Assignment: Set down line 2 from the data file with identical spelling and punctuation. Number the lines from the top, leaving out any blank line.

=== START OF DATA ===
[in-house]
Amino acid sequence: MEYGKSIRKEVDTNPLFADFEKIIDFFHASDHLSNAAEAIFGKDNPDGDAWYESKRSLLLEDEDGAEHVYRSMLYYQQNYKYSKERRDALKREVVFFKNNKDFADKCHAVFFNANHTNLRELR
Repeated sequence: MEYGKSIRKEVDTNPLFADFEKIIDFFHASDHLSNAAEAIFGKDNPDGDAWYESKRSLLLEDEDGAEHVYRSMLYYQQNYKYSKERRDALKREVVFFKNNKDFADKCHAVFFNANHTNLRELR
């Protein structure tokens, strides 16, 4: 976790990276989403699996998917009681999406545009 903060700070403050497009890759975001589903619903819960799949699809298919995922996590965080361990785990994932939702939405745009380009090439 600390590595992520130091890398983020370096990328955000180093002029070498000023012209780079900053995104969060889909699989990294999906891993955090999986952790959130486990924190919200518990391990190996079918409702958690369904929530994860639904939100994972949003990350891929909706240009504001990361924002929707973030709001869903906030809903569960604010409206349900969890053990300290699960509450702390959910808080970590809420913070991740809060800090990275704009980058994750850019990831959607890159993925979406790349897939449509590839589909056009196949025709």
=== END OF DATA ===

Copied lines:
Amino acid sequence: MEYGKSIRKEVDTNPLFADFEKIIDFFHASDHLSNAAEAIFGKDNPDGDAWYESKRSLLLEDEDGAEHVYRSMLYYQQNYKYSKERRDALKREVVFFKNNKDFADKCHAVFFNANHTNLRELR